Funerals/wakes are for the living. I find no comfort in attending any service. I’m sure I was frowned upon for not taking communion at mass for their services but I will not do something I don’t believe in. Some argued that “it’s what she/he would have wanted…. to see you take communion”. Really? The guilt, shame, and fear instilled is ever present but I don’t buy into it.

    To help with grief, I read the Tibetan Book of the Dead and several Buddhist books that deal with grieving. Basically, understanding that all emotions are transcient and fluid, I found comfort in knowing that it will pass. It always does. I find hope in the living memories.

    I will always be the black sheep of the family and that’s okay. If I’m not accepted unconditionally by my own parents, then I can seek it elsewhere.

    I am bothered by the countless “I’ll pray for you”, “They are in heaven now”, etc. etc. etc. I often wonder if they even realize their ignorance. We are not all believers. Most of us are quiet nonbelievers too. I would never say Merry Christmas to my Muslim friend or Happy Easter to my Jewish friend.

    All in all, my main advice is to complete a living will. Don’t assume your loved ones are going to do what you would do. Some are morally objected to it and won’t, like my MIL. Keep control and decide on how you want to handle end of life choices.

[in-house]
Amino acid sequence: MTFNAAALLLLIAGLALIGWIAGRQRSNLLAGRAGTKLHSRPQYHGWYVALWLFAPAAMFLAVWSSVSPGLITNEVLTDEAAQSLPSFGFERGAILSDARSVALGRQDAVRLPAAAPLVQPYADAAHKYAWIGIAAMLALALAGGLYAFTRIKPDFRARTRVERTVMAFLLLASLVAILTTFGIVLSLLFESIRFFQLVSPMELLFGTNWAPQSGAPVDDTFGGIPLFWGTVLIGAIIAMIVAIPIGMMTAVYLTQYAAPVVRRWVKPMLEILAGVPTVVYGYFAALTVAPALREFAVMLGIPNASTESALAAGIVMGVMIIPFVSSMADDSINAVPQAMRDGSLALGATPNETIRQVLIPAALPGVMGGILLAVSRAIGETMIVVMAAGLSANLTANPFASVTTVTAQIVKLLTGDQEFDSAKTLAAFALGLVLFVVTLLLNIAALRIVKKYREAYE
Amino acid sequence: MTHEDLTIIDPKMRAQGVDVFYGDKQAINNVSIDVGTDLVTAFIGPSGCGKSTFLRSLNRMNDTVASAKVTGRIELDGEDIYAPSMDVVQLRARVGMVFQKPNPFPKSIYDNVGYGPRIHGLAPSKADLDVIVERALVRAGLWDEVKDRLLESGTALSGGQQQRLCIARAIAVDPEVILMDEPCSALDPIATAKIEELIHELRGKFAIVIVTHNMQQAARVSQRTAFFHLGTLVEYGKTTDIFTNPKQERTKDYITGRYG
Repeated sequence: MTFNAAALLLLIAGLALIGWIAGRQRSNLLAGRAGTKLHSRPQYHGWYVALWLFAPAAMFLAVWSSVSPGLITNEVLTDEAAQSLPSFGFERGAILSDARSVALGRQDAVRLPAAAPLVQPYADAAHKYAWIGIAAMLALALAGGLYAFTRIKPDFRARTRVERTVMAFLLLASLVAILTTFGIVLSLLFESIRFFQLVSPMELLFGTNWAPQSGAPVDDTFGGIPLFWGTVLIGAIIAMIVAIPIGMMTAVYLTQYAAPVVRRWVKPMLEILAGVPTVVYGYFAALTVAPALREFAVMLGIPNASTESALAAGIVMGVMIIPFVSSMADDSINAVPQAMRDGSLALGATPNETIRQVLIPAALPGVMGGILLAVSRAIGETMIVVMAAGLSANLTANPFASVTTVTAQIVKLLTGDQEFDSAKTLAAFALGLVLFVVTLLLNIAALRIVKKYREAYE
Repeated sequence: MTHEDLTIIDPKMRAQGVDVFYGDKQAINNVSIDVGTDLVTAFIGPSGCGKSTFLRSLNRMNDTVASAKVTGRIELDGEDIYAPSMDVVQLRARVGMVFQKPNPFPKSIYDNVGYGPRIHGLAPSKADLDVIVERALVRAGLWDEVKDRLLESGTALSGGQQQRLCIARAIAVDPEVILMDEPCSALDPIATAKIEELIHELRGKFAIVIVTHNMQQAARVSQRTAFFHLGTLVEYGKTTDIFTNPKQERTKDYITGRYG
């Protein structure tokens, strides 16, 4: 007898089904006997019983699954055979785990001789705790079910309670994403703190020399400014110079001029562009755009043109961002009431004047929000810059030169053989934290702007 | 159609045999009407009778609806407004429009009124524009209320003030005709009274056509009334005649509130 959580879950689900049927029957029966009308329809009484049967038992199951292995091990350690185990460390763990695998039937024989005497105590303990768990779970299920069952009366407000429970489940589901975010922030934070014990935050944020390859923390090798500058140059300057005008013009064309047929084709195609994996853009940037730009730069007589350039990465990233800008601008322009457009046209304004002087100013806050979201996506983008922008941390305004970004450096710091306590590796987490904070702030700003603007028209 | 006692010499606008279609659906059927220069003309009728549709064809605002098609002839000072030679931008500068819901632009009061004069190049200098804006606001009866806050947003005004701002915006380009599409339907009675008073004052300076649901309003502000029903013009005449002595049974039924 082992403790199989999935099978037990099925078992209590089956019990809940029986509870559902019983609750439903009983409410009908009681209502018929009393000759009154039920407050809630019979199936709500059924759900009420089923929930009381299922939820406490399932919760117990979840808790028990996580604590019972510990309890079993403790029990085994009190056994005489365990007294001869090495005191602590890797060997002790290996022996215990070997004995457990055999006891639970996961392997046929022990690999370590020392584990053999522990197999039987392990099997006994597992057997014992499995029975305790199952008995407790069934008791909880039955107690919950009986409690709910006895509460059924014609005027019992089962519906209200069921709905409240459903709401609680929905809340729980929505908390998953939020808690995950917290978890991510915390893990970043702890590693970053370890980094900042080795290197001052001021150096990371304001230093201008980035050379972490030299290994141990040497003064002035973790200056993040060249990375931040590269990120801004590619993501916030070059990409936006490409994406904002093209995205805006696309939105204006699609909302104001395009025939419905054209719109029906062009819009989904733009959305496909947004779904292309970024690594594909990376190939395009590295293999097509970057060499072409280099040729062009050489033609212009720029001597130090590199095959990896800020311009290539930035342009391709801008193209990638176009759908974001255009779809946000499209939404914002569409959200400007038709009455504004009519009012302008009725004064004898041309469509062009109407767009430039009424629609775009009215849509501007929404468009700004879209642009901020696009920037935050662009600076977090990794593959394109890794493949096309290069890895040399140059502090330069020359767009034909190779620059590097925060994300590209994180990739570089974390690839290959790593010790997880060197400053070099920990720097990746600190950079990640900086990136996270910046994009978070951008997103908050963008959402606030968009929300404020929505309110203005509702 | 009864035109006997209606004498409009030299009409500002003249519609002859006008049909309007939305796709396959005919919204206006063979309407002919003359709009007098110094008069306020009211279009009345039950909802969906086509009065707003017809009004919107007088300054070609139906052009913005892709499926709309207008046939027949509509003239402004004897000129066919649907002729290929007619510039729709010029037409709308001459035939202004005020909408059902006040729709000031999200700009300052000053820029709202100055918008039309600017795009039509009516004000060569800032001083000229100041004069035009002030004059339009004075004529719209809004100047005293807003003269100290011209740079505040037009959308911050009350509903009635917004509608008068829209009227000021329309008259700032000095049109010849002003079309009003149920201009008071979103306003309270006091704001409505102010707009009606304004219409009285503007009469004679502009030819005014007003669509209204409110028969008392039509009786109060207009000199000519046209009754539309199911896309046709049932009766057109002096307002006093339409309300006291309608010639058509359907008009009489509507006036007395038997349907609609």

9. Harold Kirby says:

    There are many kinds of grief and through our life we usually experience most of them. I will talk in generalities about my own loss. I will preface this with the fact that I was once or rather I once tried to be a believer in a deity.
    When experiencing the loss of a loved one, I would try to seek comfort in the thought that they lived on or that I would see them again. I would try to ask for relief of the anguish I was feeling.
    At some point long ago I realized I was going through the motions and doing this ritual merely because society expected it of me.
    I later in life experienced a very close loss. Someone who meant and still means a great deal to me. Rather than continuing the deception of religion, I decided to face the loss head on and discovered no difference. I was shocked actually. All the religion and projection I used in the past did absolutely nothing to ease my pain. I decided to become more rational and understand that ultimately all we have is now and now is what is important.
    I still experience grief and loss and always will, but rather than pin my hopes on some “what if” eventuality I am a little more grounded and a great deal more thankful for the time I do have with my loved ones.
    I have had the honor of witnessing and being present at the passing of loved ones. This moment is not diminished at all with the lack of religion. The monumental grief can only be held back by a feeling of thankfulness that such wonderful people were present in my (one’s) life.
    I will admit that most of the times I accept the “prayers” of others as merely well wishes and positive thoughts. However, those well wishers can become intrusive and I hate to admit spark anger in me with their delusional thinking of “it is his plan” “they are with god now” and so on.
    So, nothing exactly profound or revealing in my choices other than grief is grief and it is best to deal with it rather than play mind games with yourself and fool yourself with lies about some being in the sky that likes to poke us with sticks for amusement.